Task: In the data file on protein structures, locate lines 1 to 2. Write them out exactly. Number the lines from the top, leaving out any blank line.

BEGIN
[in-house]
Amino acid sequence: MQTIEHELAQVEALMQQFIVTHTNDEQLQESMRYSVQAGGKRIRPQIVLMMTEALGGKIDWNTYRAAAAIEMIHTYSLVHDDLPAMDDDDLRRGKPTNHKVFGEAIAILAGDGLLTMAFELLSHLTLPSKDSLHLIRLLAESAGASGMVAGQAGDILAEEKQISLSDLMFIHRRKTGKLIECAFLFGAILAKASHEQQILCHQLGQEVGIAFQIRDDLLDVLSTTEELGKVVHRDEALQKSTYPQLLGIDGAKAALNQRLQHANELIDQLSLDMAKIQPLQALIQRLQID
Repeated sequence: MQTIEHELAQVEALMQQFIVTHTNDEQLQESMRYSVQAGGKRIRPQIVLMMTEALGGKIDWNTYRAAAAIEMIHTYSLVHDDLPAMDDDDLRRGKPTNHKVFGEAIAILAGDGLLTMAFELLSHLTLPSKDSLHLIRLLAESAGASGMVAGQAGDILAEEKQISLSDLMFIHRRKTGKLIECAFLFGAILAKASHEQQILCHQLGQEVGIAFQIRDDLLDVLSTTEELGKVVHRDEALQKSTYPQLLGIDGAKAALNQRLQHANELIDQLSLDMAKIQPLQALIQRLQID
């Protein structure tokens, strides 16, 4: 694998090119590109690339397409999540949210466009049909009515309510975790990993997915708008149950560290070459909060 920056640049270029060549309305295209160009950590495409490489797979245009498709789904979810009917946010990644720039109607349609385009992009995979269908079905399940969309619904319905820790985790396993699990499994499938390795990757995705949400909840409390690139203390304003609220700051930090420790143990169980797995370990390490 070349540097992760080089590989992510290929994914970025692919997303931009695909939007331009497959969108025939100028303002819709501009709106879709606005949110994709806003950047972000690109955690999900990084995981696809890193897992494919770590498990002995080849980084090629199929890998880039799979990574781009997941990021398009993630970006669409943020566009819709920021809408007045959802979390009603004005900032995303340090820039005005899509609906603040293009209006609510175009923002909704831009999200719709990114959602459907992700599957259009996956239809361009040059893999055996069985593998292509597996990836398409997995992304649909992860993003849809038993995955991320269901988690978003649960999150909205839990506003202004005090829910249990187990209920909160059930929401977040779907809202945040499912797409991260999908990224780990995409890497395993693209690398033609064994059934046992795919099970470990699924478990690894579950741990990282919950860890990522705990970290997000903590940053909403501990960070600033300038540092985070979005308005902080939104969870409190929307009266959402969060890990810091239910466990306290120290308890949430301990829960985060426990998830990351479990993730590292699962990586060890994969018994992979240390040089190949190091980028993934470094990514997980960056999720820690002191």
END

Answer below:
[in-house]
Amino acid sequence: MQTIEHELAQVEALMQQFIVTHTNDEQLQESMRYSVQAGGKRIRPQIVLMMTEALGGKIDWNTYRAAAAIEMIHTYSLVHDDLPAMDDDDLRRGKPTNHKVFGEAIAILAGDGLLTMAFELLSHLTLPSKDSLHLIRLLAESAGASGMVAGQAGDILAEEKQISLSDLMFIHRRKTGKLIECAFLFGAILAKASHEQQILCHQLGQEVGIAFQIRDDLLDVLSTTEELGKVVHRDEALQKSTYPQLLGIDGAKAALNQRLQHANELIDQLSLDMAKIQPLQALIQRLQID